Face of Jizo in a 2010 performance.

Father (Tada Toshi) and daughter (Kato Kay).

With this statement, he turns the tragedies of Hiroshima and Nagasaki into the tragedy of Japan, transforming that, in turn, into a tragedy for all humankind. When he died, he was planning a similar drama set in Nagasaki.

In the months before he died on 9 April 2010, he was working on a play set in Okinawa.  He said, “We Japanese must come to terms with what happened in Okinawa during the war and what Okinawa represents for us today.”

I saw him for the last time on 3 October 2009, at the opening of his play about the life and death of the proletarian writer, Kobayashi Takiji, “Kumikyoku Gyakusatsu” (Suite Slaughter).

“You look great,” I said.

“Really?  I’m falling apart at the seams.  Who knows, Roger, maybe I’ll have another 10 years, maybe more.”

As it turned out, a couple of weeks later he was diagnosed with the lung cancer that killed him six months later.

There is an expression in Japanese about just such a person.  It is yonin o motte kaegatai (There will not be another like him.).

The voice for reason, peace and hope that he symbolized will project—if I may use a word from the stage—far beyond the stage.  If it manages to cross over the oceans and to be heard by people in other countries, then my dear, dear gentle friend Inoue Hisashi will come to represent the generous, open minded, kind hearted and peaceful face of this country.

What more could be asked of any writer?

Epilogue: Inoue Hisashi, Nature and “The Water Letters”

In September 2010, The Japan P.E.N. Club hosts the annual International PEN Congress, whose wide variety of lectures, readings and symposia will feature guests from Japan and overseas.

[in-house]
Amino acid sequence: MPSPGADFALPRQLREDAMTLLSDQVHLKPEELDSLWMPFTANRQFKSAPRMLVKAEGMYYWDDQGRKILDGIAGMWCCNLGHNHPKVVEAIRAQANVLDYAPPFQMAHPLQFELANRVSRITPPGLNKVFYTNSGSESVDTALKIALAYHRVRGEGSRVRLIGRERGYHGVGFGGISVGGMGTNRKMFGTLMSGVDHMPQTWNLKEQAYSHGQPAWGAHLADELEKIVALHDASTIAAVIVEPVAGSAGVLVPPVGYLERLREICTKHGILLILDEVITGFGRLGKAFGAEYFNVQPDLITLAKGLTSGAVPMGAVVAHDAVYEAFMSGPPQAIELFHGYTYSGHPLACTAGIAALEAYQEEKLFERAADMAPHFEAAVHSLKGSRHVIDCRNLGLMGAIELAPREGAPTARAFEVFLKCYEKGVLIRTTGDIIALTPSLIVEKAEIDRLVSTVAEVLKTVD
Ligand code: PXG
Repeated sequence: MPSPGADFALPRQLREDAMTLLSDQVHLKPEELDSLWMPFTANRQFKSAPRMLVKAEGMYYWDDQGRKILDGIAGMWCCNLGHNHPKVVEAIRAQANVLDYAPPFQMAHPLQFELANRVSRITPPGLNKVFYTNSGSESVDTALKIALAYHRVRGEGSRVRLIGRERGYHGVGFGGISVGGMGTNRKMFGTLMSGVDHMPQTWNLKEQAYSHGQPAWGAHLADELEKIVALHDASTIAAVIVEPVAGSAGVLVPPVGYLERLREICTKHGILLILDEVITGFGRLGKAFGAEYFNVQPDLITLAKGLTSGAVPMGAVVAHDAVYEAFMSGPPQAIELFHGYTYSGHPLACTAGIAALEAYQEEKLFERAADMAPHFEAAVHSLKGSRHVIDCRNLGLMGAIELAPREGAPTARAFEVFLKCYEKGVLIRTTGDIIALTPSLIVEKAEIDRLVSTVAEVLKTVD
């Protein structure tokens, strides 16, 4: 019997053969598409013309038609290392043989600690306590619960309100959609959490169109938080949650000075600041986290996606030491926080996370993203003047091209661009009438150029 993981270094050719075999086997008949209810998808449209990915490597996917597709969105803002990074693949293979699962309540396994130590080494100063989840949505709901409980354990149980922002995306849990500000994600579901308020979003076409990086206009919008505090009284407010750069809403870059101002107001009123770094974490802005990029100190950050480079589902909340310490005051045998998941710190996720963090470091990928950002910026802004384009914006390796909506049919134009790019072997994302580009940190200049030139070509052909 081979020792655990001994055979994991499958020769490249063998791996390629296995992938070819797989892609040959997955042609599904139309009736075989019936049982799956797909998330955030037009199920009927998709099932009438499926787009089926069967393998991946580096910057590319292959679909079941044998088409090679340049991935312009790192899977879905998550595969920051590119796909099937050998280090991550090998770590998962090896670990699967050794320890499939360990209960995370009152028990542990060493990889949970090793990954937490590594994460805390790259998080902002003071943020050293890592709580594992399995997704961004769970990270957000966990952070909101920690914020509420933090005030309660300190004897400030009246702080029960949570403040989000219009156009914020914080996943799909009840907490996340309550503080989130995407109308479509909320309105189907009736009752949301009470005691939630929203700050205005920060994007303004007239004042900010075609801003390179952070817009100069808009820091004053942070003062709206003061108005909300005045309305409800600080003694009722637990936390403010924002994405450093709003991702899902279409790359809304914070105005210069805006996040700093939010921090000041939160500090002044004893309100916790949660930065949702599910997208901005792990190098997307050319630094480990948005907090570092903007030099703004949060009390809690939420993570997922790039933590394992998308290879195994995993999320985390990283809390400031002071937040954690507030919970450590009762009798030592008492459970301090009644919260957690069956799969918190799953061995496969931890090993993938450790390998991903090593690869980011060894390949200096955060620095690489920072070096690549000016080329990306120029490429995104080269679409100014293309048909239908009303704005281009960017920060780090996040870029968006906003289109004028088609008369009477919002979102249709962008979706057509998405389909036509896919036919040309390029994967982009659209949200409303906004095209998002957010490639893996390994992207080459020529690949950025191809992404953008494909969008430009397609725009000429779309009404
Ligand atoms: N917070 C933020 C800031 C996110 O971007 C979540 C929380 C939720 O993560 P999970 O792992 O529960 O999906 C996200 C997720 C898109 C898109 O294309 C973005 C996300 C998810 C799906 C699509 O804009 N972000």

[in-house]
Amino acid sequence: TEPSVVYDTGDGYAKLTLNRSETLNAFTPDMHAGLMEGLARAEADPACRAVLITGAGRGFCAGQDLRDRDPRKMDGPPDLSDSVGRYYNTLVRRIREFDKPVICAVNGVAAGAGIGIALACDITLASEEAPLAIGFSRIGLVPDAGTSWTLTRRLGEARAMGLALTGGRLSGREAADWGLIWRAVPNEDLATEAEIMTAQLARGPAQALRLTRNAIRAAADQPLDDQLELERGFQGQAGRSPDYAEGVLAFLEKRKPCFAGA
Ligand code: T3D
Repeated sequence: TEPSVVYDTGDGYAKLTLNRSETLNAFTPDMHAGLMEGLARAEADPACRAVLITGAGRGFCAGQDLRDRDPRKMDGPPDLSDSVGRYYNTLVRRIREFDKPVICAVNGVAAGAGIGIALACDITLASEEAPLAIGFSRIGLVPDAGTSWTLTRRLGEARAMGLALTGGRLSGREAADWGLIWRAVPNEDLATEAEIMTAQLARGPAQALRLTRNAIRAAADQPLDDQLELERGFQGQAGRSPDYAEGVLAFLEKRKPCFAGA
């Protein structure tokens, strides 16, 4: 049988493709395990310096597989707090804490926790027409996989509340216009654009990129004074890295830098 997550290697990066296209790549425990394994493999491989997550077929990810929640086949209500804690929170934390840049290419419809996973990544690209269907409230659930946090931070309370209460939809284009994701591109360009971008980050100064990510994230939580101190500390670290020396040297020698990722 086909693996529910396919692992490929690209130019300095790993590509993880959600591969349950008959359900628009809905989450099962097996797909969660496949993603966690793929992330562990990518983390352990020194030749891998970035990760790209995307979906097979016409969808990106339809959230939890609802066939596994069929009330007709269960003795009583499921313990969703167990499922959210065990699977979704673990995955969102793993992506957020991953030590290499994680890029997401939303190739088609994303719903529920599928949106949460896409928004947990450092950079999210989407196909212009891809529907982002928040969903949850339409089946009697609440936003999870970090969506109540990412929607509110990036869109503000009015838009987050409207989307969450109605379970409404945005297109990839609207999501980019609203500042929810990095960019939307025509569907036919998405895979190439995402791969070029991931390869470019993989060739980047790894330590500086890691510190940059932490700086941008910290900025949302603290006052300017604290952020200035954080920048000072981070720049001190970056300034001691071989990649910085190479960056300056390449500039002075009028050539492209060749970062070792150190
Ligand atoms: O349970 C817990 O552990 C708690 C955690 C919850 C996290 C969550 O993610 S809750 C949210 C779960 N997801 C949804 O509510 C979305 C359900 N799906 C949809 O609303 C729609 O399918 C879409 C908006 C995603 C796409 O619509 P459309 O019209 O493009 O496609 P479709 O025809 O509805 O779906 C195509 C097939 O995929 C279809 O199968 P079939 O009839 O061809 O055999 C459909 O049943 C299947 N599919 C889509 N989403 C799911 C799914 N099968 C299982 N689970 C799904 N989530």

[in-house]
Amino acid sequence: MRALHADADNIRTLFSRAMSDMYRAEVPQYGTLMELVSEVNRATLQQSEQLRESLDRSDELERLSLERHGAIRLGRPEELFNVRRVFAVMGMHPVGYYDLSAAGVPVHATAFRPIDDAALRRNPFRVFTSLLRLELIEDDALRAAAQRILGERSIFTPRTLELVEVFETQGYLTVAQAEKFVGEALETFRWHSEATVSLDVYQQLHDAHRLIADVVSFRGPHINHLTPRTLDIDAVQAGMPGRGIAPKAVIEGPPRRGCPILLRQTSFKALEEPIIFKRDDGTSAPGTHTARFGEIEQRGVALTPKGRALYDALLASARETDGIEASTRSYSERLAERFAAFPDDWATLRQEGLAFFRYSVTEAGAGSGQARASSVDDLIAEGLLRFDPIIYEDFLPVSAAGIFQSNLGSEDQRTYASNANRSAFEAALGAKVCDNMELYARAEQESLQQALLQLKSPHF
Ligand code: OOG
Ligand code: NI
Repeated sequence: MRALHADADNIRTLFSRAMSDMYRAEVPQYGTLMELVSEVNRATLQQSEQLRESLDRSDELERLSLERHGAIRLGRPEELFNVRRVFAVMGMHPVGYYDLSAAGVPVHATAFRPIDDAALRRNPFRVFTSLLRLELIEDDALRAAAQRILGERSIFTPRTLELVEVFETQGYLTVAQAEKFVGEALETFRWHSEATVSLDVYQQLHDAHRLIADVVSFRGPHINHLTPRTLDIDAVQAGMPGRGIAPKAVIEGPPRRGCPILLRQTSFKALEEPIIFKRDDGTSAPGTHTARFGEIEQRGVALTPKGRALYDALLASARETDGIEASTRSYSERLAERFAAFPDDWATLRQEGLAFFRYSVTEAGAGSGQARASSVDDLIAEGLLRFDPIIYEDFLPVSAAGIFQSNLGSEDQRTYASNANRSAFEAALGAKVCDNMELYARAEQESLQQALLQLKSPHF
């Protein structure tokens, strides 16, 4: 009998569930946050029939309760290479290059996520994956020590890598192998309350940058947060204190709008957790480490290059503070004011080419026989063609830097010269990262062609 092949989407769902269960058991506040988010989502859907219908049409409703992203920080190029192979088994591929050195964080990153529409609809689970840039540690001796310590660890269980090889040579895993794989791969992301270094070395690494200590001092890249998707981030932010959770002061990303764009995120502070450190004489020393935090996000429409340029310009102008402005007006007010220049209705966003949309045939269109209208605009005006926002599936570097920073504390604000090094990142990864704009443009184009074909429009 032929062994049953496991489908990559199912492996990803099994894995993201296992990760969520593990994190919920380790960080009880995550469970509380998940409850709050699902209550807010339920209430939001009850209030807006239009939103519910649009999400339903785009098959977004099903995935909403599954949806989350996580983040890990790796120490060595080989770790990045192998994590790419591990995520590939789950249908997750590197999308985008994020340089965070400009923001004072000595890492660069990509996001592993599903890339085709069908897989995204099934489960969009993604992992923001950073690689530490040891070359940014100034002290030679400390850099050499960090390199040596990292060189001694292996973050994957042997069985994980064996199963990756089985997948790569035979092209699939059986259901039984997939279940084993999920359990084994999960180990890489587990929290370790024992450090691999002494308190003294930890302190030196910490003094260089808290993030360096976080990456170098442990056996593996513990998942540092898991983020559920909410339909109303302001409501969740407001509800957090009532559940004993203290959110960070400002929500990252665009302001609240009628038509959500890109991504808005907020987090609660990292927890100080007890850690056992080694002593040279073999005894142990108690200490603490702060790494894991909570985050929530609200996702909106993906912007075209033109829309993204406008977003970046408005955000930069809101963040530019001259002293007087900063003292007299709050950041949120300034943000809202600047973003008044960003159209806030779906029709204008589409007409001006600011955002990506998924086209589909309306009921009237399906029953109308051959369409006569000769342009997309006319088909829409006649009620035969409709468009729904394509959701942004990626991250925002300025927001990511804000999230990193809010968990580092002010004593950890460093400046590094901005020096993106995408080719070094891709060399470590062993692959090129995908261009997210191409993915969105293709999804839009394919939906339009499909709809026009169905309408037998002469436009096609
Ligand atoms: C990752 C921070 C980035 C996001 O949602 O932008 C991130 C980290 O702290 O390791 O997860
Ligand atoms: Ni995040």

The theme of this year’s congress of the worldwide association of writers is “Environment and Literature” — specifically, the ways that “literature can express and portray the environment as something which exerts such a controlling influence on human life.”

This year marks the 75th anniversary of the founding of The Japan P.E.N. Club, whose first chairman was the father of Japanese naturalism, the novelist  Shimazaki Toson (1872-1943).

For the official opening on Sept. 26, the congress is staging Inoue’s play, “The Water Letters,” and copies of the work’s English-language translation will be handed out to foreign participants and guests. (I should note here that I have done the translation.)

The choice of “The Water Letters” is apt, not only because it delivers a profound and moving statement about human beings in their global environment, but also because Inoue was president of The Japan P.E.N. Club from 2003 to 2007. Yet although he was passionate about the protection of our natural environment, that didn’t become a major preoccupation of his until relatively late in life.

Inoue began his writing career as a commentator on purely Japanese matters, some of them relating to the Tohoku region of northern Honshu from which he hailed. He wrote dozens of plays and novels on historical themes, taking up famous people in history and illuminating the social and familial pressures that shaped their destinies. Though he traveled widely around Japan, he made only a few trips overseas, the longest being a nearly six-month stint in Canberra in 1976, where he researched and wrote “Kiiroi Nezumi” (“The Yellow Rats”), a novel about Japanese prisoners of war in Australia.

Inoue and Pulvers pore over a map of Australia in 1975 prior to the former’s visit to Australia

But Inoue, whom I had the privilege of knowing well for more than 35 years — and in whose home I lived for the better part of a year — was, curiously, not the sort of writer to be described as an “internationalist.” He approached human nature from a particular, provincial Japanese angle that shot sharp sideways glances and made pointed critical stabs at the Japan represented by centralized power in Tokyo.

An indoors’ man, Inoue was a dedicated bookworm who read more voraciously than anyone I have ever known. He was a staunch champion of Article 9 of the Constitution, according to which Japan renounced “the right of belligerency” and also its right to maintain armed forces for anything more than self-defense. In addition, in many conversations, he explained to me his belief that Emperor Showa should have taken personal responsibility for Japan’s war crimes.